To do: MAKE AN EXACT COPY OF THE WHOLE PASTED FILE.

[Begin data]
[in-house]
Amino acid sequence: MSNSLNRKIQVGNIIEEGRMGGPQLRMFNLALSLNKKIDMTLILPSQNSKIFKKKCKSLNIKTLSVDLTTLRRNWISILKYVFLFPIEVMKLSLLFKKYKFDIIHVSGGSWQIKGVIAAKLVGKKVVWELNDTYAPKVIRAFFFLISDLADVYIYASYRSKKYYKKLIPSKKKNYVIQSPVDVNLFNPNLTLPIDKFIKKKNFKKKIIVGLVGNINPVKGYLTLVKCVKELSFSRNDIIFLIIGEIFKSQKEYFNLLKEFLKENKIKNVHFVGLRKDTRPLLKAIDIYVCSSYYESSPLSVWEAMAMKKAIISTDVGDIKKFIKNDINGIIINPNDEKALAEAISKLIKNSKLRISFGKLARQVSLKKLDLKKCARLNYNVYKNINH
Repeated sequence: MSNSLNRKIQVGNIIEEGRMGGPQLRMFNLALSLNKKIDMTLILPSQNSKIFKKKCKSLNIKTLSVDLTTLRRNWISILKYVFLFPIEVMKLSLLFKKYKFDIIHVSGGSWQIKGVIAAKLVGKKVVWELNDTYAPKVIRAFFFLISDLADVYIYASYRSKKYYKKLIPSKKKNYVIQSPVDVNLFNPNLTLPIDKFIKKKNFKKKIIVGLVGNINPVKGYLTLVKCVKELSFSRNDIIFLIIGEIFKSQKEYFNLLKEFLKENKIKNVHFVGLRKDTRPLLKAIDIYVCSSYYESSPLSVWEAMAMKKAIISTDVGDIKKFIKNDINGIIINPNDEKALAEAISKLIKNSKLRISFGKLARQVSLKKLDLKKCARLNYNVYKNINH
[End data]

[in-house]
Amino acid sequence: MSNSLNRKIQVGNIIEEGRMGGPQLRMFNLALSLNKKIDMTLILPSQNSKIFKKKCKSLNIKTLSVDLTTLRRNWISILKYVFLFPIEVMKLSLLFKKYKFDIIHVSGGSWQIKGVIAAKLVGKKVVWELNDTYAPKVIRAFFFLISDLADVYIYASYRSKKYYKKLIPSKKKNYVIQSPVDVNLFNPNLTLPIDKFIKKKNFKKKIIVGLVGNINPVKGYLTLVKCVKELSFSRNDIIFLIIGEIFKSQKEYFNLLKEFLKENKIKNVHFVGLRKDTRPLLKAIDIYVCSSYYESSPLSVWEAMAMKKAIISTDVGDIKKFIKNDINGIIINPNDEKALAEAISKLIKNSKLRISFGKLARQVSLKKLDLKKCARLNYNVYKNINH
Repeated sequence: MSNSLNRKIQVGNIIEEGRMGGPQLRMFNLALSLNKKIDMTLILPSQNSKIFKKKCKSLNIKTLSVDLTTLRRNWISILKYVFLFPIEVMKLSLLFKKYKFDIIHVSGGSWQIKGVIAAKLVGKKVVWELNDTYAPKVIRAFFFLISDLADVYIYASYRSKKYYKKLIPSKKKNYVIQSPVDVNLFNPNLTLPIDKFIKKKNFKKKIIVGLVGNINPVKGYLTLVKCVKELSFSRNDIIFLIIGEIFKSQKEYFNLLKEFLKENKIKNVHFVGLRKDTRPLLKAIDIYVCSSYYESSPLSVWEAMAMKKAIISTDVGDIKKFIKNDINGIIINPNDEKALAEAISKLIKNSKLRISFGKLARQVSLKKLDLKKCARLNYNVYKNINH